NPP, payments and blockchain

James Riley
Editorial Director

Three weeks after the launch of the National Payments Platform (NPP), Commonwealth Bank says it is signing up consumers for its PayID service at the rate of 10,000 people a day.

Pay ID lets people use just their mobile phone number to trigger a payment. The bank has also floated the idea of letting people use their social media accounts as the front door to their bank accounts.

Meanwhile BPay, which launched the first NPP overlay service, called Osko, claims its service is notching up as many as 80,000 transactions a day. Osko is a person to person payments service, available round the clock with payments executed in less than a minute, and according to BPay chief executive John Banfield, is going to be rolled out by more than 50 financial institutions.

Michael Eidel: Commonwealth Bank looking at potential blockchain payments apps

“I expect this to be significantly bigger than BPay and we (BPay) do 1.5 million transactions a day,” he said. Rather than have to wait a day (or potentially three over the weekend) for funds to be transferred from one bank to an account held at another bank, NPP payments are completed in less than a minute.

According to Michael Eidel, Executive General Manager, Cash-flow and Transaction Services for the CBA, on Friday the bank broke through the quarter of a million Pay ID registrations mark. While he did not reveal how much people were prepared to pay using the system, he did acknowledge that “It is much higher than I expected.”

Mr Eidel stressed however that the usual Know Your Customer and Anti Money Laundering rules applied to the underlying bank account.

CBA is particularly sensitive about the issue after regulator AUSTRAC’s decision to launch proceedings against the bank last year over the alleged non-compliance of its intelligent deposit machines.

Speaking at an Australia-Israel Chamber of Commerce Event in Sydney Mr Eidel said that besides leveraging people’s mobile phone numbers to take friction out of the payments process, the bank was considering how it might be possible to let people use their Instagram or Facebook accounts to access the payment service.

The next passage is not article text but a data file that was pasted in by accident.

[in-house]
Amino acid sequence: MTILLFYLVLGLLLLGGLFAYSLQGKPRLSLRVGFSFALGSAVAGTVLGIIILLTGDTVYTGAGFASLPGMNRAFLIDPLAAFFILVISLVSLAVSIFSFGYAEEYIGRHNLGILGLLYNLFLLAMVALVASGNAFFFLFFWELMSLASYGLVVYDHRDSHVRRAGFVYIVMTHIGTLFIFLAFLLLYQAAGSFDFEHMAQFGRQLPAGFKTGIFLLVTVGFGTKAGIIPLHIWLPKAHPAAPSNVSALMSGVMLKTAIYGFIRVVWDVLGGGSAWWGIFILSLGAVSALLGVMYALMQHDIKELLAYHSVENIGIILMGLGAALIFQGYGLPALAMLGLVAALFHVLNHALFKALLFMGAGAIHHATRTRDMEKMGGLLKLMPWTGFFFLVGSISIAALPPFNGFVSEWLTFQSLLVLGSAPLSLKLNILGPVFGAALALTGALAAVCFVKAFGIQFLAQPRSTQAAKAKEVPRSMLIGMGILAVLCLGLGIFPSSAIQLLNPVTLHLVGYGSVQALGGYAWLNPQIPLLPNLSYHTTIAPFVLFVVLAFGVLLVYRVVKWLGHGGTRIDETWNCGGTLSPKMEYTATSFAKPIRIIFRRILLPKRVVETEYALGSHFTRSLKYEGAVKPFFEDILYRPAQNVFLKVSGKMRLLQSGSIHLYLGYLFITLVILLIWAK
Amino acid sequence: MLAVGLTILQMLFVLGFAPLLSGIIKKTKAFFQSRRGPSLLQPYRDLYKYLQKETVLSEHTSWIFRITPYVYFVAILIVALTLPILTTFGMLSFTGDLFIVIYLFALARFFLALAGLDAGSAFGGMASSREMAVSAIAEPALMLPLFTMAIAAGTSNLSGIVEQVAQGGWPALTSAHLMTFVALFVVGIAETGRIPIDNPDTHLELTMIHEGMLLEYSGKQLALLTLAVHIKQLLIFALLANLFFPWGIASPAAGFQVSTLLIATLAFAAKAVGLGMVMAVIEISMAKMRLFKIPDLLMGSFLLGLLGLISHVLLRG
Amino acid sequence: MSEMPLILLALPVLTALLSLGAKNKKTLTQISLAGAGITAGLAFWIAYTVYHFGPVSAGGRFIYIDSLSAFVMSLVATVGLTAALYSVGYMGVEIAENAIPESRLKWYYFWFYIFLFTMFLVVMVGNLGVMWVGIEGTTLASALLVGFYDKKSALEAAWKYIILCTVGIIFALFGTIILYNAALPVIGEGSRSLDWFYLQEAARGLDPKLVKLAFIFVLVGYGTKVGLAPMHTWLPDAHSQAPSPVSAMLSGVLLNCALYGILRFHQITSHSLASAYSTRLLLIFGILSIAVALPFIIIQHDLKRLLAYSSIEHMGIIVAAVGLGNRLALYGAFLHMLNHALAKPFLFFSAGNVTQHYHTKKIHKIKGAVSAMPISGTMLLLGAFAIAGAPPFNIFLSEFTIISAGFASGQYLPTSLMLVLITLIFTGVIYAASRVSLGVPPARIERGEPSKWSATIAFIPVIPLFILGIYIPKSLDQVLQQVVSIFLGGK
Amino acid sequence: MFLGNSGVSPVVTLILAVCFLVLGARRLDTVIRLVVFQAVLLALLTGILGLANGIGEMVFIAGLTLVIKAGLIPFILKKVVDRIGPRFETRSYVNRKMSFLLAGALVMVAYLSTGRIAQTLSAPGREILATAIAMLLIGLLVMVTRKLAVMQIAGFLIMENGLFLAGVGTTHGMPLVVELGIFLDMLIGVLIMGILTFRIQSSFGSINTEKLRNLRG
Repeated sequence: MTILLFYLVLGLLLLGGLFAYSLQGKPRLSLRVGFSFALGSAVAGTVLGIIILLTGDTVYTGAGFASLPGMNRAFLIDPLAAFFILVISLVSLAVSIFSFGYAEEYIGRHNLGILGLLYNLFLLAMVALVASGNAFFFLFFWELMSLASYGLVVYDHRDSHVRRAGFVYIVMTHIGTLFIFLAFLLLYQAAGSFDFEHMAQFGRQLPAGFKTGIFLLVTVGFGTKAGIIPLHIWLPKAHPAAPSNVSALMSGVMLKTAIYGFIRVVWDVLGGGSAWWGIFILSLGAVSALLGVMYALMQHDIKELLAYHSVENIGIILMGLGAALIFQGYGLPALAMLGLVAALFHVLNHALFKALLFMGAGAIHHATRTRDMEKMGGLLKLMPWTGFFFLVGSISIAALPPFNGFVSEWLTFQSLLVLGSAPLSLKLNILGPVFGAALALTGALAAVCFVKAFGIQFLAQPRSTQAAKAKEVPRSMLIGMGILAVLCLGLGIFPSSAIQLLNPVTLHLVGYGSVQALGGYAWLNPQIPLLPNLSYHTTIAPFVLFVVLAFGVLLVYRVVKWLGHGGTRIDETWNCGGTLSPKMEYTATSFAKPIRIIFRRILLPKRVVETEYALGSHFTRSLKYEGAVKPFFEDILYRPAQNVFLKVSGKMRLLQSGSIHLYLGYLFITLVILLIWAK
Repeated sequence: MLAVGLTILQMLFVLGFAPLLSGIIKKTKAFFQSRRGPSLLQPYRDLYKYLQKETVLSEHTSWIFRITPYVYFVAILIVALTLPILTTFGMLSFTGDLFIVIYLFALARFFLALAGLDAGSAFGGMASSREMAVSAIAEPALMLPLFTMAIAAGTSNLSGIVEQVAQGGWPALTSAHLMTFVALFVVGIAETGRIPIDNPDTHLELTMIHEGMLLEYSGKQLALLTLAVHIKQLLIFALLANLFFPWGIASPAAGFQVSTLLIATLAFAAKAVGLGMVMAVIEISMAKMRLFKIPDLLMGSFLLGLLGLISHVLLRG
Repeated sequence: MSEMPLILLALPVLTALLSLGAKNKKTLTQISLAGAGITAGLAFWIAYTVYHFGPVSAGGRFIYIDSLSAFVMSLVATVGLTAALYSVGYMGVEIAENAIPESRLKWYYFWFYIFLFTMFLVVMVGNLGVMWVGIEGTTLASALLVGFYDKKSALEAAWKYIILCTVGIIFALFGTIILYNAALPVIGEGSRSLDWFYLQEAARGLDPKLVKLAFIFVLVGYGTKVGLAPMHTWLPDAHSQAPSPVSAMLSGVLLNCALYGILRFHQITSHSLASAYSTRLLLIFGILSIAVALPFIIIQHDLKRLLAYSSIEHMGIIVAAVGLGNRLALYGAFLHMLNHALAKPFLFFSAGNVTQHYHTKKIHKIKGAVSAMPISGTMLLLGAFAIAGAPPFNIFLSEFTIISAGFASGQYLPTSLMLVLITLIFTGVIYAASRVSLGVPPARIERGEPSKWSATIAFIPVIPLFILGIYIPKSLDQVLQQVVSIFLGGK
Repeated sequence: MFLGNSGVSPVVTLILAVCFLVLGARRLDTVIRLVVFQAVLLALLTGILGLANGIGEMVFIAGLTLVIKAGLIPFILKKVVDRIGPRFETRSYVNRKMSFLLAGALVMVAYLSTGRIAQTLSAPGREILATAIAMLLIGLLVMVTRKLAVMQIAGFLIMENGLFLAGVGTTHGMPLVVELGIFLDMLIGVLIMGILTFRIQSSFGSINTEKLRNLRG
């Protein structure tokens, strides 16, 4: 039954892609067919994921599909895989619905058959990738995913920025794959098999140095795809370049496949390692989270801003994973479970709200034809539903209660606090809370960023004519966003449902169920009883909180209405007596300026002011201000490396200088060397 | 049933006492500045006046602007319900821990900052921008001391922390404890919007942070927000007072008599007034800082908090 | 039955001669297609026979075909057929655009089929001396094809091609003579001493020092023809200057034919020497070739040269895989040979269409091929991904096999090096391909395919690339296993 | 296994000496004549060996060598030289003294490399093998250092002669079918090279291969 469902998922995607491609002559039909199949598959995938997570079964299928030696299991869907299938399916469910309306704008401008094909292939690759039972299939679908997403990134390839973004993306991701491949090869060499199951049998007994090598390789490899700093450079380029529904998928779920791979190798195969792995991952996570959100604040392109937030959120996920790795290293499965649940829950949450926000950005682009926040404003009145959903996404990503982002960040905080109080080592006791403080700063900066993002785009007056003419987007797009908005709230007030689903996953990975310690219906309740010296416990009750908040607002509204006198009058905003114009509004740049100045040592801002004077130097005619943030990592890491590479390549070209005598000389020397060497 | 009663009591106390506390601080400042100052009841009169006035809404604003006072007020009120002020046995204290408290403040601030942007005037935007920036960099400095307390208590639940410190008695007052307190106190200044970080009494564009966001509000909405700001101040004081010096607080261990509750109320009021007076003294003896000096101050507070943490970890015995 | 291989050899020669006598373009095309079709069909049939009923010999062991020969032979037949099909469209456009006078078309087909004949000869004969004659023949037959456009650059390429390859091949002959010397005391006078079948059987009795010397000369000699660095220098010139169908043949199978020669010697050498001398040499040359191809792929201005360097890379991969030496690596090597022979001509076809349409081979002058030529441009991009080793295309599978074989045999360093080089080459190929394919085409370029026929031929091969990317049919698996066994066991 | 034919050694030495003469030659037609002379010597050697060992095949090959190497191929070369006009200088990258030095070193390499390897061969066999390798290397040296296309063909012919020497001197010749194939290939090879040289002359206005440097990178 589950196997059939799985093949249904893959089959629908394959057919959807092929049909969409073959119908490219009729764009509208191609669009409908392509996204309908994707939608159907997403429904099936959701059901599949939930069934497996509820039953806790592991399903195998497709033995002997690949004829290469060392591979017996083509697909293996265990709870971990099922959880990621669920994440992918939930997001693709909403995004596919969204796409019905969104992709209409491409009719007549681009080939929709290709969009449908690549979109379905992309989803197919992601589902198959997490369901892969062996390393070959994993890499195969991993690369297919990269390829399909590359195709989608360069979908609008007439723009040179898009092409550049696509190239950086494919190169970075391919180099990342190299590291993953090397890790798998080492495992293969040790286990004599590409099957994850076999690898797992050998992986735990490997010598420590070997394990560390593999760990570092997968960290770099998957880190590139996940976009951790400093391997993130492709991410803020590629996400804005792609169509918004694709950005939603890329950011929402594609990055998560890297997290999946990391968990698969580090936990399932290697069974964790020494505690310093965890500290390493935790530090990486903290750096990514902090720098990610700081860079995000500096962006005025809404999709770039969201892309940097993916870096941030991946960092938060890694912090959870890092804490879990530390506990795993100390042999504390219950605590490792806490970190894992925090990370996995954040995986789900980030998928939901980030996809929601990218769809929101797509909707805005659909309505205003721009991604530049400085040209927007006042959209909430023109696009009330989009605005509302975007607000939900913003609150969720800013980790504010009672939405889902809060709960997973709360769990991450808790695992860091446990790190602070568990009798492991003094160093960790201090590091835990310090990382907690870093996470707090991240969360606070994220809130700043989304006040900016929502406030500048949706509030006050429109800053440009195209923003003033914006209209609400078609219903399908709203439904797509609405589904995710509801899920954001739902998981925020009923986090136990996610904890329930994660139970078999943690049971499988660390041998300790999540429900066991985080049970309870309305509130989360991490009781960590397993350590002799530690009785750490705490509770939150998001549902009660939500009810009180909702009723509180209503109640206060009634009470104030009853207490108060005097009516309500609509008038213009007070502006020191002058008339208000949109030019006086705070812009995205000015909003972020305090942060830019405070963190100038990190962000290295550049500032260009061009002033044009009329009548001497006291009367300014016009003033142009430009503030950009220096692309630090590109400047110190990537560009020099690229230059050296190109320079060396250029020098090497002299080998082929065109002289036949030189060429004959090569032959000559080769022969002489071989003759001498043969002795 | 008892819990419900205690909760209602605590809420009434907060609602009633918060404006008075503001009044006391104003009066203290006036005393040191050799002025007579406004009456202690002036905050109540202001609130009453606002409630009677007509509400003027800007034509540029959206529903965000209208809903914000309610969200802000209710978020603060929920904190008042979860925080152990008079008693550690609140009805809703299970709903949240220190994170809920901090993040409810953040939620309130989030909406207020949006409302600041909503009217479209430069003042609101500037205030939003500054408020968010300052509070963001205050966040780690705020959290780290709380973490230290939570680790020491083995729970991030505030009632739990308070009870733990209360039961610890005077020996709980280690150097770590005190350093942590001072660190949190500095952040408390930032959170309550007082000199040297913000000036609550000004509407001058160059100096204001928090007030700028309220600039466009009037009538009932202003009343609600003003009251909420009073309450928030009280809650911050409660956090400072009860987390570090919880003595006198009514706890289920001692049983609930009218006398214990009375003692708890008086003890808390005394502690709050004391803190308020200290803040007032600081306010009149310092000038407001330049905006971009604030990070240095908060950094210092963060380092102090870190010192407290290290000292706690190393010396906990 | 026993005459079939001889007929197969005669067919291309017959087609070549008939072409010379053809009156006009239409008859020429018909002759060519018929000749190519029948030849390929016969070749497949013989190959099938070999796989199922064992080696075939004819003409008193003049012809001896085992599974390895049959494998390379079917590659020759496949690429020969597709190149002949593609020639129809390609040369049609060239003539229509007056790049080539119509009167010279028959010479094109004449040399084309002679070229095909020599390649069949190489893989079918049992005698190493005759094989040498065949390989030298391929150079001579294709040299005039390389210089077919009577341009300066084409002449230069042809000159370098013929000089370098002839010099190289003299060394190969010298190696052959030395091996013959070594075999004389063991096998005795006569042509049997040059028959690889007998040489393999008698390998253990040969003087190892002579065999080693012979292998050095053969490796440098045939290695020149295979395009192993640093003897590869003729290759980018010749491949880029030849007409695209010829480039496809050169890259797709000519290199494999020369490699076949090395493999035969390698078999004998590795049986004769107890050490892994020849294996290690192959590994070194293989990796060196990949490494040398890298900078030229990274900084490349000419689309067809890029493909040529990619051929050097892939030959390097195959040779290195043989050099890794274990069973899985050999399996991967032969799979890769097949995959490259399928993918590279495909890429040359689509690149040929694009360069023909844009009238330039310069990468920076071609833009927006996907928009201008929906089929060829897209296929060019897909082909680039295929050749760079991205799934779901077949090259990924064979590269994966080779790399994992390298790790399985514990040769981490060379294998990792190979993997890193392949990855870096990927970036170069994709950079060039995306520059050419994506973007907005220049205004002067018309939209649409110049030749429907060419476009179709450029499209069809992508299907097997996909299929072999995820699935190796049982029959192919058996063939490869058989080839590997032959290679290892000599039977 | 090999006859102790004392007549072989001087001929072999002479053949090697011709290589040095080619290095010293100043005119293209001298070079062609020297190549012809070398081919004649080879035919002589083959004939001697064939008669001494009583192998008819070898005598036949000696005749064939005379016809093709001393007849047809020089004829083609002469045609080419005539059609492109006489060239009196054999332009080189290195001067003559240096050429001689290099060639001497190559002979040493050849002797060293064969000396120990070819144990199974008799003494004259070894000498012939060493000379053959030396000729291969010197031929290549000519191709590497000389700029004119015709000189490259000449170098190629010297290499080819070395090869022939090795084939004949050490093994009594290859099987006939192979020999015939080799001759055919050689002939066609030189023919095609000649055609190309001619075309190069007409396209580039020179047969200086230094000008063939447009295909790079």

Launched in February the network has been under construction since 2014 when SWIFT won a 12-year contract to build and operate the NPP.

The $1 billion cost of the NPP is being funded by a dozen financial services companies including the big four banks. For that investment the big banks get a major innovation leg up from a payments platform that has the potential to outFinTech the FinTechs.

Rachel Slade, executive general manager of deposits and transaction services for NAB, said that “By and large about 80 per cent of FinTechs figure out that they can do what they want to do by becoming a customer (of the NPP).”

That would not slow down innovation the panelists maintained, but it might reshape it. For example they suggested that ERP software companies might want to provide an NPP integration so that people could pay bills using the NPP from within their ERP.

There are also interesting use cases which could emerge from integrating the NPP with blockchain or distributed ledger technology according to speakers at the AICC event.

Leila Fourie, CEO of the Australian Payments Network, said that although the NPP was not able to process cryptocurrencies; “There are plausible opportunities for an infrastructure like the NPP to connect to distributed ledger technologies.”

Dr Fourie said that smart contracts constructed using blockchain could integrate with the NPP to allow instant payments with that data fed back to the blockchain.

Ms Slade said that cross border transactions was another area where it might be possible to integrate the NPP with blockchain technologies.

While much has been made of the speed of the NPP Ms Slade said that; “The fast bit is the least interesting.” Instead the system’s compliance with ISO 2022 means that there are 280 characters (including emojis) that can be attached to the payment – much richer than the 16 characters that have previously been possible.

In future there is no limitation on the sort of data that could accompany a payment, said Ms Slade. Mr Banfield said that created interesting possibilities for enterprise users which could make dividend payments and attach the documentation to the payment, similarly superannuation payments and statements could be integrated.

Research released last week by the Commonwealth Bank and KPMG said that the NPP might reduce the time take to transfer funds between super funds or top them up from days to minutes.

According to the research; “Based on a 3 per cent investment return, the switch to real-time payments from the average two-day lag could save members $19.2 million annually, as funds would be earning interest rather than sitting in transit between funds.”

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